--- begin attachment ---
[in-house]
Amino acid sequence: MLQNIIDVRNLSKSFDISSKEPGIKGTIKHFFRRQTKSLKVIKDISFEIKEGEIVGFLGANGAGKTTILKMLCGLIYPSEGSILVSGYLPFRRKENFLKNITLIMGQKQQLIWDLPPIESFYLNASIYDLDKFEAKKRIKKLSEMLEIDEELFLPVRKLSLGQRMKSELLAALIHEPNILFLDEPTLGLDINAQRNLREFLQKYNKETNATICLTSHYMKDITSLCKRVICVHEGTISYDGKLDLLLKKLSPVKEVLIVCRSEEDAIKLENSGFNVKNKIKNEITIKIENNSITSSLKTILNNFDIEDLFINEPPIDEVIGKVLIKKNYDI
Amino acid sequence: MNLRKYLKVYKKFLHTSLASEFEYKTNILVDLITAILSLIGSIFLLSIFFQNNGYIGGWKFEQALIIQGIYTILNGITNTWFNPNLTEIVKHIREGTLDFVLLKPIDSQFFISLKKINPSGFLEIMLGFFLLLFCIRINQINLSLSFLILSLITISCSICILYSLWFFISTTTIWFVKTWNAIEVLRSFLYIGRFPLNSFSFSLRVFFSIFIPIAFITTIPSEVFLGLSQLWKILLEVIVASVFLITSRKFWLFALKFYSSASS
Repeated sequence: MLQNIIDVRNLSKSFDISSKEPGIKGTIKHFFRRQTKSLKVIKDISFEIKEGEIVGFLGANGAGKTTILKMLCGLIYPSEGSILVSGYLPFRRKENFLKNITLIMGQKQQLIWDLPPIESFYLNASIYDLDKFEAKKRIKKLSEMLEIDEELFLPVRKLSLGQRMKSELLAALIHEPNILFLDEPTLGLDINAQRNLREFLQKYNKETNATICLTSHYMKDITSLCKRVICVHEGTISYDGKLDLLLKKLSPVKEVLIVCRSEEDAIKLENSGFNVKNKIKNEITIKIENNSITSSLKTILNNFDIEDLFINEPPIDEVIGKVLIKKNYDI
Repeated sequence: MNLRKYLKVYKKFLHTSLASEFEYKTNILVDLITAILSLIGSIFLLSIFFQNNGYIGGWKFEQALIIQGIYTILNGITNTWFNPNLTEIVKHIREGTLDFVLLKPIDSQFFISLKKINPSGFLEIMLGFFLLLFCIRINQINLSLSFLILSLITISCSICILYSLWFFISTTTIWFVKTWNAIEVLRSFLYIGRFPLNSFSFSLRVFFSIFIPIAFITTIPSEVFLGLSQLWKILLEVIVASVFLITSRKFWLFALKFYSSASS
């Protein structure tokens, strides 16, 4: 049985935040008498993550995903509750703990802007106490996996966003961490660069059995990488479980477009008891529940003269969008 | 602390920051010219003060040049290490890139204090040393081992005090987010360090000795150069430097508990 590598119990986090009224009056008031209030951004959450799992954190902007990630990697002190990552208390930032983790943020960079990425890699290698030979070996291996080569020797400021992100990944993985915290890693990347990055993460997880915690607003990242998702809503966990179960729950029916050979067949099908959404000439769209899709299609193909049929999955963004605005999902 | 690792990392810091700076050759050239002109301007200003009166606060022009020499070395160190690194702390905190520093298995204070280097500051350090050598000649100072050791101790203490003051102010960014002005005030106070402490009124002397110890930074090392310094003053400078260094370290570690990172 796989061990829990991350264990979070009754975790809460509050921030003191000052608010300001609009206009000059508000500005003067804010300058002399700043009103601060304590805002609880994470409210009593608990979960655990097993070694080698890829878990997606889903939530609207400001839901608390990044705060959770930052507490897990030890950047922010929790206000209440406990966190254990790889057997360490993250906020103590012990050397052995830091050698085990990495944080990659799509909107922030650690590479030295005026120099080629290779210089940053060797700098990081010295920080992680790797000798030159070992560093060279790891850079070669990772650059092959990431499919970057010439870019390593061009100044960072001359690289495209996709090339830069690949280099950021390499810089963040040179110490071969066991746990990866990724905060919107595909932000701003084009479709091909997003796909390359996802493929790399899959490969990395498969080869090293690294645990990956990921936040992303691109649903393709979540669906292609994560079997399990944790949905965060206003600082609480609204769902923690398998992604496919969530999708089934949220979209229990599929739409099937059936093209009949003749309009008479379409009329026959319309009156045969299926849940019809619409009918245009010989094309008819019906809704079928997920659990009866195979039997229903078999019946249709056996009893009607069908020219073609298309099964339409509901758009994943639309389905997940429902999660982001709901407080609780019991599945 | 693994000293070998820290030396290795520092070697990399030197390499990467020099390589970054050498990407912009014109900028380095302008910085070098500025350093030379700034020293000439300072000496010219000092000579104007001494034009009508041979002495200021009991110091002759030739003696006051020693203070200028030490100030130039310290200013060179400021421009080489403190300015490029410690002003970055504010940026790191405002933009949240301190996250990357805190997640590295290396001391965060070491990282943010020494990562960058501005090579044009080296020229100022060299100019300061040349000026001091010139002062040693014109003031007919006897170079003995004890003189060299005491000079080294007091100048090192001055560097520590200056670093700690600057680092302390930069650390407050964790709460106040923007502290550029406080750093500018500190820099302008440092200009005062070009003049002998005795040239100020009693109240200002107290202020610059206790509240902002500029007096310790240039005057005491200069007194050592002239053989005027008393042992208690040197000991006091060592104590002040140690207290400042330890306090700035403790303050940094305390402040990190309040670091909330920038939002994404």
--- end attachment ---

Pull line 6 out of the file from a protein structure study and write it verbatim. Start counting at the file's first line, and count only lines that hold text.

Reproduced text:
């Protein structure tokens, strides 16, 4: 049985935040008498993550995903509750703990802007106490996996966003961490660069059995990488479980477009008891529940003269969008 | 602390920051010219003060040049290490890139204090040393081992005090987010360090000795150069430097508990 590598119990986090009224009056008031209030951004959450799992954190902007990630990697002190990552208390930032983790943020960079990425890699290698030979070996291996080569020797400021992100990944993985915290890693990347990055993460997880915690607003990242998702809503966990179960729950029916050979067949099908959404000439769209899709299609193909049929999955963004605005999902 | 690792990392810091700076050759050239002109301007200003009166606060022009020499070395160190690194702390905190520093298995204070280097500051350090050598000649100072050791101790203490003051102010960014002005005030106070402490009124002397110890930074090392310094003053400078260094370290570690990172 796989061990829990991350264990979070009754975790809460509050921030003191000052608010300001609009206009000059508000500005003067804010300058002399700043009103601060304590805002609880994470409210009593608990979960655990097993070694080698890829878990997606889903939530609207400001839901608390990044705060959770930052507490897990030890950047922010929790206000209440406990966190254990790889057997360490993250906020103590012990050397052995830091050698085990990495944080990659799509909107922030650690590479030295005026120099080629290779210089940053060797700098990081010295920080992680790797000798030159070992560093060279790891850079070669990772650059092959990431499919970057010439870019390593061009100044960072001359690289495209996709090339830069690949280099950021390499810089963040040179110490071969066991746990990866990724905060919107595909932000701003084009479709091909997003796909390359996802493929790399899959490969990395498969080869090293690294645990990956990921936040992303691109649903393709979540669906292609994560079997399990944790949905965060206003600082609480609204769902923690398998992604496919969530999708089934949220979209229990599929739409099937059936093209009949003749309009008479379409009329026959319309009156045969299926849940019809619409009918245009010989094309008819019906809704079928997920659990009866195979039997229903078999019946249709056996009893009607069908020219073609298309099964339409509901758009994943639309389905997940429902999660982001709901407080609780019991599945 | 693994000293070998820290030396290795520092070697990399030197390499990467020099390589970054050498990407912009014109900028380095302008910085070098500025350093030379700034020293000439300072000496010219000092000579104007001494034009009508041979002495200021009991110091002759030739003696006051020693203070200028030490100030130039310290200013060179400021421009080489403190300015490029410690002003970055504010940026790191405002933009949240301190996250990357805190997640590295290396001391965060070491990282943010020494990562960058501005090579044009080296020229100022060299100019300061040349000026001091010139002062040693014109003031007919006897170079003995004890003189060299005491000079080294007091100048090192001055560097520590200056670093700690600057680092302390930069650390407050964790709460106040923007502290550029406080750093500018500190820099302008440092200009005062070009003049002998005795040239100020009693109240200002107290202020610059206790509240902002500029007096310790240039005057005491200069007194050592002239053989005027008393042992208690040197000991006091060592104590002040140690207290400042330890306090700035403790303050940094305390402040990190309040670091909330920038939002994404």